Generic Name: EMOLLIENTS - TOPICAL Pretty Feet Hands Top Precautions
Before using this product, tell your doctor or pharmacist
if you are allergic to any of the ingredients (e.g., urea, lactic acid) in the
product; or if you have any other allergies. This product may contain inactive
ingredients, which can cause allergic reactions or other problems. Talk to your
pharmacist for more details.
Before using this medication, tell your doctor or
pharmacist your medical history, especially of:
This medication may make you more sensitive to the sun.
Check the label for any warnings or ask your doctor or pharmacist if you need
to take any special precautions when in the sun. Your doctor/pharmacist may
suggest using a sunscreen, wearing protective clothing when outdoors, and
avoiding prolonged sun exposure, tanning booths, and sunlamps.
Some products may stain/discolor clothing. Ask your doctor
Hand-foot syndrome (HFS), or Palmar-Plantar Erythrodysesthesia (PPE), is a side effect of some types of chemotherapy and other medicines used to treat breast cancer. Hand-foot syndrome is a skin reaction that occurs when a small amount of the medication leaks out of capillaries (small blood vessels), usually on the palms of the hands and soles of the feet. When the medication leaks out of the capillaries, it can damage the surrounding tissues. Hand-foot syndrome can be painful and can affect your daily living.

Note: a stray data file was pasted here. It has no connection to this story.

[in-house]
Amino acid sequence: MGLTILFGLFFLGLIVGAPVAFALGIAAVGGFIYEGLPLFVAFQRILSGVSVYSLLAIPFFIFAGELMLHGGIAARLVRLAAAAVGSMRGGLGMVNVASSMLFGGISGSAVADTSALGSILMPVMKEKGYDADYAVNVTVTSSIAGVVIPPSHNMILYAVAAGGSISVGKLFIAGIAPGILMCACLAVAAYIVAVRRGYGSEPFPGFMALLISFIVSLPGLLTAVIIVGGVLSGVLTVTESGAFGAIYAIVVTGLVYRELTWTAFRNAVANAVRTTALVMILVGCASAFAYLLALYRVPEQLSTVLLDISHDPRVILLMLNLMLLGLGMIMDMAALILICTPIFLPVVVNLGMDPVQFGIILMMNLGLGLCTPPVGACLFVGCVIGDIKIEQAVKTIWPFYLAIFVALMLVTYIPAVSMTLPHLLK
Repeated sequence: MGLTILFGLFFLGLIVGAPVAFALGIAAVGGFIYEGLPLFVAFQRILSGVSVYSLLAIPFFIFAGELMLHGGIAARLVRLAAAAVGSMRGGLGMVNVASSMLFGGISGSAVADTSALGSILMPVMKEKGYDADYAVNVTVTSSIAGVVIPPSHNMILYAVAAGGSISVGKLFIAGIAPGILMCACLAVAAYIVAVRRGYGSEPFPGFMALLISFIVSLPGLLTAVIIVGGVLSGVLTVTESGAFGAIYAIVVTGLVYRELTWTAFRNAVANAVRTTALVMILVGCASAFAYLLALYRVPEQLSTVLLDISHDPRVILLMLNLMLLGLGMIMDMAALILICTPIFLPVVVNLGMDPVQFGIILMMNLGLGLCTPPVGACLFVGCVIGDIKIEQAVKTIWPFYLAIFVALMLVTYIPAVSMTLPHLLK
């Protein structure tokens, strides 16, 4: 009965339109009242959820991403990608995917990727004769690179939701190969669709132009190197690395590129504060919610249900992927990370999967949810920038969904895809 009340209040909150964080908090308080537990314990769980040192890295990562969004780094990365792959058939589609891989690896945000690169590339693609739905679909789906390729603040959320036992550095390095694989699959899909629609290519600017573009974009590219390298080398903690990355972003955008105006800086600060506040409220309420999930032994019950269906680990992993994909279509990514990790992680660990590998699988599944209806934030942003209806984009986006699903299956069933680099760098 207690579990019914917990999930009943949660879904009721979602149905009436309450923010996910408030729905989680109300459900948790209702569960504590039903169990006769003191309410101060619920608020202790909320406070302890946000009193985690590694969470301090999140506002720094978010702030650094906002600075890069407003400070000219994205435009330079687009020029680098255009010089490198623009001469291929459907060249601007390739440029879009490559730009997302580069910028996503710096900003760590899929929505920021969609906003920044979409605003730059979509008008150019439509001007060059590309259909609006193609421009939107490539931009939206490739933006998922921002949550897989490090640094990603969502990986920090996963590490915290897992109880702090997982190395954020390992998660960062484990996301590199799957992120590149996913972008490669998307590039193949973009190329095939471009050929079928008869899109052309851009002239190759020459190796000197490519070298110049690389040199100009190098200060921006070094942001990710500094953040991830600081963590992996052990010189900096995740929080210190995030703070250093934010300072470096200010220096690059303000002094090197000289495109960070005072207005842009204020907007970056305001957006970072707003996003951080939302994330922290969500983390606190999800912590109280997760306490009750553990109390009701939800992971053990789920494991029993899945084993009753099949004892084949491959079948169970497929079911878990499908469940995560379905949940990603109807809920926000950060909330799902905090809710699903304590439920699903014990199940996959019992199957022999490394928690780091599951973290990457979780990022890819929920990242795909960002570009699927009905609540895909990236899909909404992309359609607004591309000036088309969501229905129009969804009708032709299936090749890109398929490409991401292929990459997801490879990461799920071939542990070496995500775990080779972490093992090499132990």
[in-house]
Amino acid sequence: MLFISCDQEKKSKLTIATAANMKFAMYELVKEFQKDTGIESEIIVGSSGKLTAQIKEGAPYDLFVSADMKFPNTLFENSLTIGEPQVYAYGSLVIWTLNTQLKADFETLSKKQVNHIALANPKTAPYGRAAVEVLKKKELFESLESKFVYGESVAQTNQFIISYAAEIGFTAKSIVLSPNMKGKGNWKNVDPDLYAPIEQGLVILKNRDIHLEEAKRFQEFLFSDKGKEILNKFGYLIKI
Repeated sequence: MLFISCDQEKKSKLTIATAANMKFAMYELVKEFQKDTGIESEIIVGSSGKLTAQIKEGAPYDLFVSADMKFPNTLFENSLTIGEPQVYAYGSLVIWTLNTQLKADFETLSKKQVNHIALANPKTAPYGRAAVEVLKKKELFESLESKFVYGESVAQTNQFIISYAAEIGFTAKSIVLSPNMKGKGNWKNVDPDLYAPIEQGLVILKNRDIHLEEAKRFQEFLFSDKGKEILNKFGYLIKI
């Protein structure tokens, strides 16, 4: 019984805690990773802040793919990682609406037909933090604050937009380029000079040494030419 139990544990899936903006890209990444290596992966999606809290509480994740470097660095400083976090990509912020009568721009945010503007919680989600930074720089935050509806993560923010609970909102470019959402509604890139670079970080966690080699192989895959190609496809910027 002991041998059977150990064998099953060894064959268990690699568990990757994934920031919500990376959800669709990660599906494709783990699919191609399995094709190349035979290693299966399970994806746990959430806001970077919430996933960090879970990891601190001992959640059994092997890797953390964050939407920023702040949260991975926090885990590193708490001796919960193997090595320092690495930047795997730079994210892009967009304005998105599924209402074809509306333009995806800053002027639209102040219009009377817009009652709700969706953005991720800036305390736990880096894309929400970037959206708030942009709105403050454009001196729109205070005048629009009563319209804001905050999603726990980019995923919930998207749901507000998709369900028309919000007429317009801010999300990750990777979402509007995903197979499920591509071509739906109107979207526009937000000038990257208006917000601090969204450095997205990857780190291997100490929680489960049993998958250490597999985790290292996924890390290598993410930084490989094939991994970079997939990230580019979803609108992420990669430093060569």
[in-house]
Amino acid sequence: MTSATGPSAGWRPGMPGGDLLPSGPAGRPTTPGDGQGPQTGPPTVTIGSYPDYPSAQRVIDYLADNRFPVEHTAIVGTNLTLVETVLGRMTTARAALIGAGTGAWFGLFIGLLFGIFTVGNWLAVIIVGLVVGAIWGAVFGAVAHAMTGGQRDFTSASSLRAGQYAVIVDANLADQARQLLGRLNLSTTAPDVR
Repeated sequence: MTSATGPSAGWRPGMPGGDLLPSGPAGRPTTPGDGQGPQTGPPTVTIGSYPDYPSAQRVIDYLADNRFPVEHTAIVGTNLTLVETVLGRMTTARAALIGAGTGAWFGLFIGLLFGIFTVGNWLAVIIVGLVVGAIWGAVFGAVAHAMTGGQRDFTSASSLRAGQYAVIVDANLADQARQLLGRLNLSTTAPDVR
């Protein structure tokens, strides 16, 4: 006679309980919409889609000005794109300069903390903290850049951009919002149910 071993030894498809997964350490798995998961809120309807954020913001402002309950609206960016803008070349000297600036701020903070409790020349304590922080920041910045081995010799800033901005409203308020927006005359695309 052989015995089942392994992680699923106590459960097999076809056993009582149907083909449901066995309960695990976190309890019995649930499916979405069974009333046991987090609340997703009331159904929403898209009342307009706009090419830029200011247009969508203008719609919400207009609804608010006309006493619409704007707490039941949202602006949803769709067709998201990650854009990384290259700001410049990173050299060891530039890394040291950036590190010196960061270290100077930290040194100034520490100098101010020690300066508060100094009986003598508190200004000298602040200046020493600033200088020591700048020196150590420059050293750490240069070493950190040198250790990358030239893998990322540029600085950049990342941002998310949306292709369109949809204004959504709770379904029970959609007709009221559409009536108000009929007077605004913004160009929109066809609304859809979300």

Symptoms of hand-foot syndrome include:
tingling, burning, or itching sensation
redness (resembling a sunburn)
In severe cases of hand-foot syndrome you may have:
cracked, flaking, or peeling skin
blisters, ulcers, or sores appearing on your skin
difficulty walking or using your hands
The following breast cancer medications can cause hand-foot syndrome:
Xeloda (chemical name: capecitabine)
Adrucil (chemical name: 5-f...
pls. help i suffered headache both side my head and starting from my eyes the pain and have a running nose and itching inside and the worse is blurring my eye vision. Thank you hope you can help me soon. jlpm.
As much as we'd like to help you, what you need is for someone to diagnose your headache and recommend treatment, and that can't be done via the Internet. The only person who can safely answer your question is a doctor who can review your and your family's medical history, discuss your symptoms with you, and conduct a complete examination.
Unexplained head pain should always be checked out. Please see your doctor.
Good luck, John Claude Krusz and Teri Robert
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